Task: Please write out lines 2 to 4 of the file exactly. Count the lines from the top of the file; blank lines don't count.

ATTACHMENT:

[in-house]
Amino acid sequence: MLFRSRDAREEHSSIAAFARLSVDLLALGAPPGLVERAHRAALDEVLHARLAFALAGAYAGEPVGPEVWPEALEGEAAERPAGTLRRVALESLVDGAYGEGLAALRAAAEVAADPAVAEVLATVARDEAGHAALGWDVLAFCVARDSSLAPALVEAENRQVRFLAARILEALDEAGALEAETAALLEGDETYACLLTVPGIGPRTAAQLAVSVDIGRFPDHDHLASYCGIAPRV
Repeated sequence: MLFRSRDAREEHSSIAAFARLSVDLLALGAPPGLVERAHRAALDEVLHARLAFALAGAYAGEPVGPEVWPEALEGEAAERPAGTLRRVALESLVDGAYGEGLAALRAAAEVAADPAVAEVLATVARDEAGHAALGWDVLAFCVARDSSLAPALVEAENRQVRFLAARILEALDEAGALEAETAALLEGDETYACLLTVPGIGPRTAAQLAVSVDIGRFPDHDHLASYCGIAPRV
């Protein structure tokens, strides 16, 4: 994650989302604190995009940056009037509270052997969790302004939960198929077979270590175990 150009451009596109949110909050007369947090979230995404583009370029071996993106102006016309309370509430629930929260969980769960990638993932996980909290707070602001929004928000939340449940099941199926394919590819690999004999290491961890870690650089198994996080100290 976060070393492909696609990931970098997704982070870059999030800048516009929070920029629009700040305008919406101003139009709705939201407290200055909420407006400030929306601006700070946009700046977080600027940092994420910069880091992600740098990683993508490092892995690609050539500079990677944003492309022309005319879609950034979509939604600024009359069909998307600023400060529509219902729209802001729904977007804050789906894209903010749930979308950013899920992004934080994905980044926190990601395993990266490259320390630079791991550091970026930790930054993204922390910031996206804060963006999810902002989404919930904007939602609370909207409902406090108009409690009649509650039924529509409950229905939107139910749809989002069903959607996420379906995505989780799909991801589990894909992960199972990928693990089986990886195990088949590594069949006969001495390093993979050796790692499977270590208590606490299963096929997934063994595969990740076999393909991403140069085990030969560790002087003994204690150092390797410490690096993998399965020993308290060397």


Amino acid sequence: MLFRSRDAREEHSSIAAFARLSVDLLALGAPPGLVERAHRAALDEVLHARLAFALAGAYAGEPVGPEVWPEALEGEAAERPAGTLRRVALESLVDGAYGEGLAALRAAAEVAADPAVAEVLATVARDEAGHAALGWDVLAFCVARDSSLAPALVEAENRQVRFLAARILEALDEAGALEAETAALLEGDETYACLLTVPGIGPRTAAQLAVSVDIGRFPDHDHLASYCGIAPRV
Repeated sequence: MLFRSRDAREEHSSIAAFARLSVDLLALGAPPGLVERAHRAALDEVLHARLAFALAGAYAGEPVGPEVWPEALEGEAAERPAGTLRRVALESLVDGAYGEGLAALRAAAEVAADPAVAEVLATVARDEAGHAALGWDVLAFCVARDSSLAPALVEAENRQVRFLAARILEALDEAGALEAETAALLEGDETYACLLTVPGIGPRTAAQLAVSVDIGRFPDHDHLASYCGIAPRV
């Protein structure tokens, strides 16, 4: 994650989302604190995009940056009037509270052997969790302004939960198929077979270590175990 150009451009596109949110909050007369947090979230995404583009370029071996993106102006016309309370509430629930929260969980769960990638993932996980909290707070602001929004928000939340449940099941199926394919590819690999004999290491961890870690650089198994996080100290 976060070393492909696609990931970098997704982070870059999030800048516009929070920029629009700040305008919406101003139009709705939201407290200055909420407006400030929306601006700070946009700046977080600027940092994420910069880091992600740098990683993508490092892995690609050539500079990677944003492309022309005319879609950034979509939604600024009359069909998307600023400060529509219902729209802001729904977007804050789906894209903010749930979308950013899920992004934080994905980044926190990601395993990266490259320390630079791991550091970026930790930054993204922390910031996206804060963006999810902002989404919930904007939602609370909207409902406090108009409690009649509650039924529509409950229905939107139910749809989002069903959607996420379906995505989780799909991801589990894909992960199972990928693990089986990886195990088949590594069949006969001495390093993979050796790692499977270590208590606490299963096929997934063994595969990740076999393909991403140069085990030969560790002087003994204690150092390797410490690096993998399965020993308290060397």